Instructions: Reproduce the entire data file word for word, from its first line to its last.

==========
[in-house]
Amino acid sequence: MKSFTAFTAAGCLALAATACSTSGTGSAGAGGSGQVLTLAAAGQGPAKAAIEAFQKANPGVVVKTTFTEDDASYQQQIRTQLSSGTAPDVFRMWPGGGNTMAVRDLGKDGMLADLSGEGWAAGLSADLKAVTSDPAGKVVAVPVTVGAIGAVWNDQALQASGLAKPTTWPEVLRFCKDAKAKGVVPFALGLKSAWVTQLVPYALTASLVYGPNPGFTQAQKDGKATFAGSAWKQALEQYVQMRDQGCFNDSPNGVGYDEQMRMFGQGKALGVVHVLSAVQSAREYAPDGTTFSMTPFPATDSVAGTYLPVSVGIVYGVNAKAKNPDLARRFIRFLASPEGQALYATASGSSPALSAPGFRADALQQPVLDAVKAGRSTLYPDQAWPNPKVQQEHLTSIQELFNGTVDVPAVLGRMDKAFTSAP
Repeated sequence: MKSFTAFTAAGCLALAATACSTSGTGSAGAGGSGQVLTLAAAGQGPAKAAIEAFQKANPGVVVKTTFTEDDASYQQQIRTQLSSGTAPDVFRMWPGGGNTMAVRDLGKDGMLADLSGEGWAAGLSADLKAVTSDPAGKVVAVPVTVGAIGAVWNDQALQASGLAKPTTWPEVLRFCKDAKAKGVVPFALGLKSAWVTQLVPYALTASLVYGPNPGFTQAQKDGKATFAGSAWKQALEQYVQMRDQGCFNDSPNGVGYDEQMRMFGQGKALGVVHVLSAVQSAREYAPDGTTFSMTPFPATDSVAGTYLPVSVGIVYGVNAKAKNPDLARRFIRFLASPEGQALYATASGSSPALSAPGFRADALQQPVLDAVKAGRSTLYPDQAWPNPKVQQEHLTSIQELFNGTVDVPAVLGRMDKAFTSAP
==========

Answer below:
[in-house]
Amino acid sequence: MKSFTAFTAAGCLALAATACSTSGTGSAGAGGSGQVLTLAAAGQGPAKAAIEAFQKANPGVVVKTTFTEDDASYQQQIRTQLSSGTAPDVFRMWPGGGNTMAVRDLGKDGMLADLSGEGWAAGLSADLKAVTSDPAGKVVAVPVTVGAIGAVWNDQALQASGLAKPTTWPEVLRFCKDAKAKGVVPFALGLKSAWVTQLVPYALTASLVYGPNPGFTQAQKDGKATFAGSAWKQALEQYVQMRDQGCFNDSPNGVGYDEQMRMFGQGKALGVVHVLSAVQSAREYAPDGTTFSMTPFPATDSVAGTYLPVSVGIVYGVNAKAKNPDLARRFIRFLASPEGQALYATASGSSPALSAPGFRADALQQPVLDAVKAGRSTLYPDQAWPNPKVQQEHLTSIQELFNGTVDVPAVLGRMDKAFTSAP
Repeated sequence: MKSFTAFTAAGCLALAATACSTSGTGSAGAGGSGQVLTLAAAGQGPAKAAIEAFQKANPGVVVKTTFTEDDASYQQQIRTQLSSGTAPDVFRMWPGGGNTMAVRDLGKDGMLADLSGEGWAAGLSADLKAVTSDPAGKVVAVPVTVGAIGAVWNDQALQASGLAKPTTWPEVLRFCKDAKAKGVVPFALGLKSAWVTQLVPYALTASLVYGPNPGFTQAQKDGKATFAGSAWKQALEQYVQMRDQGCFNDSPNGVGYDEQMRMFGQGKALGVVHVLSAVQSAREYAPDGTTFSMTPFPATDSVAGTYLPVSVGIVYGVNAKAKNPDLARRFIRFLASPEGQALYATASGSSPALSAPGFRADALQQPVLDAVKAGRSTLYPDQAWPNPKVQQEHLTSIQELFNGTVDVPAVLGRMDKAFTSAP